disabled, handicapped, impaired

In general do not describe an individual as disabled or handicapped unless it is clearly pertinent to a story. If such a description must be used, make it clear what the handicap is and how much the person’s physical or mental performance is affected.
Avoid such euphemisms as mentally challenged and descriptions that connote pity, such as afflicted with or suffers from multiple sclerosis. Rather, has multiple sclerosis.
Some terms include:
cripple Often considered offensive when used to describe a person who is lame or disabled.
disabled A general term used for a physical or cognitive condition that substantially limits one or more of the major daily life activities.
handicap It should be avoided in describing a disability.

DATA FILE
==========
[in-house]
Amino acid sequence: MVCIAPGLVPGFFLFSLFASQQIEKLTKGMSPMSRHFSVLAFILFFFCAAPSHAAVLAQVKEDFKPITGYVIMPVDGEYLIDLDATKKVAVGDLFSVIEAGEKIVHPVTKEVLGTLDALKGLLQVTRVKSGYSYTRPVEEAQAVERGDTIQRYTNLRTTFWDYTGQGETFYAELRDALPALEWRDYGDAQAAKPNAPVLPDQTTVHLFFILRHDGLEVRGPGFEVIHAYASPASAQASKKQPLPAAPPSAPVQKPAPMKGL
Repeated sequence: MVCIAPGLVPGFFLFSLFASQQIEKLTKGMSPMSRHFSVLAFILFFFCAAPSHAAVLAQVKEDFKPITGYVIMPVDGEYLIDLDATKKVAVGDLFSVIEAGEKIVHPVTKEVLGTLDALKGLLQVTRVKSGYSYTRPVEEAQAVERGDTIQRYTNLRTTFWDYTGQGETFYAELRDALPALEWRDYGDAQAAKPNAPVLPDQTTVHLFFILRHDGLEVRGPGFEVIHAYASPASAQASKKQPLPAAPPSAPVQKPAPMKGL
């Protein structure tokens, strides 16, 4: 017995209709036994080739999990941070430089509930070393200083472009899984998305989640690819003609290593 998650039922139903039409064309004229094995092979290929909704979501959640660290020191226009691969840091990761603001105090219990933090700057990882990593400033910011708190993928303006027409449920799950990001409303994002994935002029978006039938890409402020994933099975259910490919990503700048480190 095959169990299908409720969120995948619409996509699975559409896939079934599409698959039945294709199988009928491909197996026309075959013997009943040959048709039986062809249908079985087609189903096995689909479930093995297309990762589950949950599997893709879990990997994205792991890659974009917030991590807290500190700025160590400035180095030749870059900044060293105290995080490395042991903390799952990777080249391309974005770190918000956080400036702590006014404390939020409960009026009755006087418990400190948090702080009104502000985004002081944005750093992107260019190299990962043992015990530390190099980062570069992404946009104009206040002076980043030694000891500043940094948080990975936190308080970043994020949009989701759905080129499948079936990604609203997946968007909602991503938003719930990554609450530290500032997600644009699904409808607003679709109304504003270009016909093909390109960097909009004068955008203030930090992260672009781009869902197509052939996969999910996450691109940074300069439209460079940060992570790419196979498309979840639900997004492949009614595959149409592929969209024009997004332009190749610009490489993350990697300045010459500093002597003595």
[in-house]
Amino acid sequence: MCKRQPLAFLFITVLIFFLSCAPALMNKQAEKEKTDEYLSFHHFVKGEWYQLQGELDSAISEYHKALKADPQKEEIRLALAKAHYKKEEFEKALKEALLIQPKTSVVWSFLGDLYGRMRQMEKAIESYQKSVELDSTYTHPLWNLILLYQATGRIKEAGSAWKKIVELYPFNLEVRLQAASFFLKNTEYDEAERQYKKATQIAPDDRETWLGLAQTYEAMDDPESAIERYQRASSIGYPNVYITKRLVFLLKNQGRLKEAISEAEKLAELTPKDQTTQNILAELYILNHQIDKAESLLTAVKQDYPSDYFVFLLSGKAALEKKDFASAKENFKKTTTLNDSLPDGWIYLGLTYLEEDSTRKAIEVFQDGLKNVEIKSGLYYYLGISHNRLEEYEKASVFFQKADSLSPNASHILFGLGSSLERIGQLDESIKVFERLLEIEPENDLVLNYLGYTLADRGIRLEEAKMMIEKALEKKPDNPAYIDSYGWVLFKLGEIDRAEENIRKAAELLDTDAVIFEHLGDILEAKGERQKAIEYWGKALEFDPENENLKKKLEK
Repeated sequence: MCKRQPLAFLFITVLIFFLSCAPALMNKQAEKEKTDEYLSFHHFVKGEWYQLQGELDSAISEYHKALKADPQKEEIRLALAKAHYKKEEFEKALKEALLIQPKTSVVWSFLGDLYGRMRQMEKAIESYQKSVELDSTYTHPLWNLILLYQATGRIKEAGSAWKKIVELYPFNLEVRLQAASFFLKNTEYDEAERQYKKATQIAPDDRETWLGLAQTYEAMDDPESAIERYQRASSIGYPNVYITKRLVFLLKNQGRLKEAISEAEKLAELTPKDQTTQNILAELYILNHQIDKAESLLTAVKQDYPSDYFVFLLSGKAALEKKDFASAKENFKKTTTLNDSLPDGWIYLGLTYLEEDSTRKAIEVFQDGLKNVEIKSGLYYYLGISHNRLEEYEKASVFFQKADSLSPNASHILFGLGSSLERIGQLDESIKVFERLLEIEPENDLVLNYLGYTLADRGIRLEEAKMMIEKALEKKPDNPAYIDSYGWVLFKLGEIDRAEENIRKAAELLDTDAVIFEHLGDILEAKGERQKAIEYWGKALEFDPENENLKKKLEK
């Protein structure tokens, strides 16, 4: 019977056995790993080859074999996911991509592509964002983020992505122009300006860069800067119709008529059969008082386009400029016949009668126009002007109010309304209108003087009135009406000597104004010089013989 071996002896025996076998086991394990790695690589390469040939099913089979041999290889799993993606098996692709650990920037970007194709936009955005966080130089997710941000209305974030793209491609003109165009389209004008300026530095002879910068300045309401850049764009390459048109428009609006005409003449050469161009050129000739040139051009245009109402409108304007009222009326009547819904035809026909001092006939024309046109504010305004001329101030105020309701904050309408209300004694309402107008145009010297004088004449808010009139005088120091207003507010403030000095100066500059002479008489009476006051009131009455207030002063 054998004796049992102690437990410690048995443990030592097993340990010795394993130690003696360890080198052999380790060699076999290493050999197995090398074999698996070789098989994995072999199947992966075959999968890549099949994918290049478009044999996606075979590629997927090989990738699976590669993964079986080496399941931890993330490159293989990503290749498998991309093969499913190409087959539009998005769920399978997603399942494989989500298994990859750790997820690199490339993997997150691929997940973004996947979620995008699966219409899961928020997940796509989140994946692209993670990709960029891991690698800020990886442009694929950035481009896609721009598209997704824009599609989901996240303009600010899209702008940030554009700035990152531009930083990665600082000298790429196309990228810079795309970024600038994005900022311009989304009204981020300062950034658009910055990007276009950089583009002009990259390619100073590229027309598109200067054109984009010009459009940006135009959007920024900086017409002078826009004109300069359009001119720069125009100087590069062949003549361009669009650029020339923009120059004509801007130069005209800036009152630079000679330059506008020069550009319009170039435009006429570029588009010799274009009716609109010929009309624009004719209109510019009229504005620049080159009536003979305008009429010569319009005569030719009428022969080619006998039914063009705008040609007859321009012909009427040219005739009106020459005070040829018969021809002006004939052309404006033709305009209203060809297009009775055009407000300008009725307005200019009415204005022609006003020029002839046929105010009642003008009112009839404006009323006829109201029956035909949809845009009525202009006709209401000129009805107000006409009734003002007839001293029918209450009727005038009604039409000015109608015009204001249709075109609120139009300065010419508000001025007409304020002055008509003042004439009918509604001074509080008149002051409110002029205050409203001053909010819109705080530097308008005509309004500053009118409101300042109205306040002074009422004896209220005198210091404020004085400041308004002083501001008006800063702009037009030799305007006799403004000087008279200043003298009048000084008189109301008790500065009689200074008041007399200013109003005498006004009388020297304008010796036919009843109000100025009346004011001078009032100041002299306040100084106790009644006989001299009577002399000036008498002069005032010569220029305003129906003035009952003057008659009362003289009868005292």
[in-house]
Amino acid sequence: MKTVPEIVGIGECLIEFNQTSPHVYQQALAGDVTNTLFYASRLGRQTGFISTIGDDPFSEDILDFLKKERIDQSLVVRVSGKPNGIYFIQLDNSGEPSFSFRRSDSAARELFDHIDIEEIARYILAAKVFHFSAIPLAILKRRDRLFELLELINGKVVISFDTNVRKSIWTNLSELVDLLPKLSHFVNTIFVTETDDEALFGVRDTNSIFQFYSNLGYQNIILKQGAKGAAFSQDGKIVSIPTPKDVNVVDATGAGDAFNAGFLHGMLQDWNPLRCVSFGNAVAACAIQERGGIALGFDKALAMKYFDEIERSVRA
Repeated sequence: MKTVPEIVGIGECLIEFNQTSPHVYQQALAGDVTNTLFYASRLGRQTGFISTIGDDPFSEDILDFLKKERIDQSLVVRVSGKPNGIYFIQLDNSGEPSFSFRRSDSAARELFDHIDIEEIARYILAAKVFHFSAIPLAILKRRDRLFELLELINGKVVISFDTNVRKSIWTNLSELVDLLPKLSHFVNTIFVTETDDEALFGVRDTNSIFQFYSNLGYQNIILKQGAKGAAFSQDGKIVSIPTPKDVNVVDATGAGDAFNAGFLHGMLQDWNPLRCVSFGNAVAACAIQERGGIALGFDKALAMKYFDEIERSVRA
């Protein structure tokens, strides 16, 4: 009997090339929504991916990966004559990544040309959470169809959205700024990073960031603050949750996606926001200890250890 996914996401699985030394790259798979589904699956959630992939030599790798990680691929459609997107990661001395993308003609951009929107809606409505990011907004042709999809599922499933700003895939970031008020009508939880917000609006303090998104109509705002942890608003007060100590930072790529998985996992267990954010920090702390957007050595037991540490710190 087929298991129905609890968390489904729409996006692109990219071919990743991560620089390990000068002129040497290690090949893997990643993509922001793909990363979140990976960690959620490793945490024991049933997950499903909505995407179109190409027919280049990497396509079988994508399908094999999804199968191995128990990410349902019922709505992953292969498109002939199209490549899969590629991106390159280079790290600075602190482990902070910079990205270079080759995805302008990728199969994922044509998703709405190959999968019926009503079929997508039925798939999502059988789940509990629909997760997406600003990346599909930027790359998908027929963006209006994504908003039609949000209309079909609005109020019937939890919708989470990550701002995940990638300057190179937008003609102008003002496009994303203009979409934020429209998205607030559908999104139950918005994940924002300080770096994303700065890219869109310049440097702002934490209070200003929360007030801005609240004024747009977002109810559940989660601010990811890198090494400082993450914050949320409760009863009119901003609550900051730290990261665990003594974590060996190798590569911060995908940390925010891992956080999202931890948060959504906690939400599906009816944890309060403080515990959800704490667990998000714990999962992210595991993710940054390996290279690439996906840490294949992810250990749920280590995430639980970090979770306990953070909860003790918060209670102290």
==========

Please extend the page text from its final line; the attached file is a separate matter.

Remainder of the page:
blind Describes a person with complete loss of sight. For others use terms such as visually impaired or person with low vision.
deaf Describes a person with total hearing loss. For others use partial hearing loss or partially deaf. Avoid using deaf-mute. Do not use deaf and dumb.
mute Describes a person who physically cannot speak. Others with speaking difficulties are speech impaired.
wheelchair-user People use wheelchairs for independent mobility. Do not use confined to a wheelchair, or wheelchair-bound. If a wheelchair is needed, say why.



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